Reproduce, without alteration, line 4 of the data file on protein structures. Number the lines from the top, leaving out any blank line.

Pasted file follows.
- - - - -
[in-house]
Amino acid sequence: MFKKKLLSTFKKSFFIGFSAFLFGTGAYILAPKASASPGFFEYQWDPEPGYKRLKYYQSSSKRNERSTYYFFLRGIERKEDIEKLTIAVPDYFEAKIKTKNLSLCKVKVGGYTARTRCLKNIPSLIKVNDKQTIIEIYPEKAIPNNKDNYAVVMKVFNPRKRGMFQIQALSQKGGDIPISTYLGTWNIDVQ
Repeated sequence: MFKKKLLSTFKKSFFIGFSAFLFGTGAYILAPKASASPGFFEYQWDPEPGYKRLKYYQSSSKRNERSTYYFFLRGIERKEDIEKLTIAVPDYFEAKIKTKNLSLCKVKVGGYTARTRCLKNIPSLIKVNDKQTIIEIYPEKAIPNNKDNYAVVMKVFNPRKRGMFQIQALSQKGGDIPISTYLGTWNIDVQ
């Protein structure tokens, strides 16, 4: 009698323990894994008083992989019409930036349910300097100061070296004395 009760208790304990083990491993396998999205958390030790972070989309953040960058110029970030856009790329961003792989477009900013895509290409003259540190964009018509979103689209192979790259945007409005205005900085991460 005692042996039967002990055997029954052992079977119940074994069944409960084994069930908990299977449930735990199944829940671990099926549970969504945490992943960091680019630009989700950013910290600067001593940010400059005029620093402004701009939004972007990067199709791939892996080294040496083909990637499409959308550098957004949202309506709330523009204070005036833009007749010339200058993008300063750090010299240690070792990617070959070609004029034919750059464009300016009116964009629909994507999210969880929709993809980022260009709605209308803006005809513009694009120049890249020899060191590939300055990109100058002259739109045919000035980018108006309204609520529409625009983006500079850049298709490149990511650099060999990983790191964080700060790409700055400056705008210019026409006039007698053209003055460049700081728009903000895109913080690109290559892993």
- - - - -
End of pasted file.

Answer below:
């Protein structure tokens, strides 16, 4: 009698323990894994008083992989019409930036349910300097100061070296004395 009760208790304990083990491993396998999205958390030790972070989309953040960058110029970030856009790329961003792989477009900013895509290409003259540190964009018509979103689209192979790259945007409005205005900085991460 005692042996039967002990055997029954052992079977119940074994069944409960084994069930908990299977449930735990199944829940671990099926549970969504945490992943960091680019630009989700950013910290600067001593940010400059005029620093402004701009939004972007990067199709791939892996080294040496083909990637499409959308550098957004949202309506709330523009204070005036833009007749010339200058993008300063750090010299240690070792990617070959070609004029034919750059464009300016009116964009629909994507999210969880929709993809980022260009709605209308803006005809513009694009120049890249020899060191590939300055990109100058002259739109045919000035980018108006309204609520529409625009983006500079850049298709490149990511650099060999990983790191964080700060790409700055400056705008210019026409006039007698053209003055460049700081728009903000895109913080690109290559892993």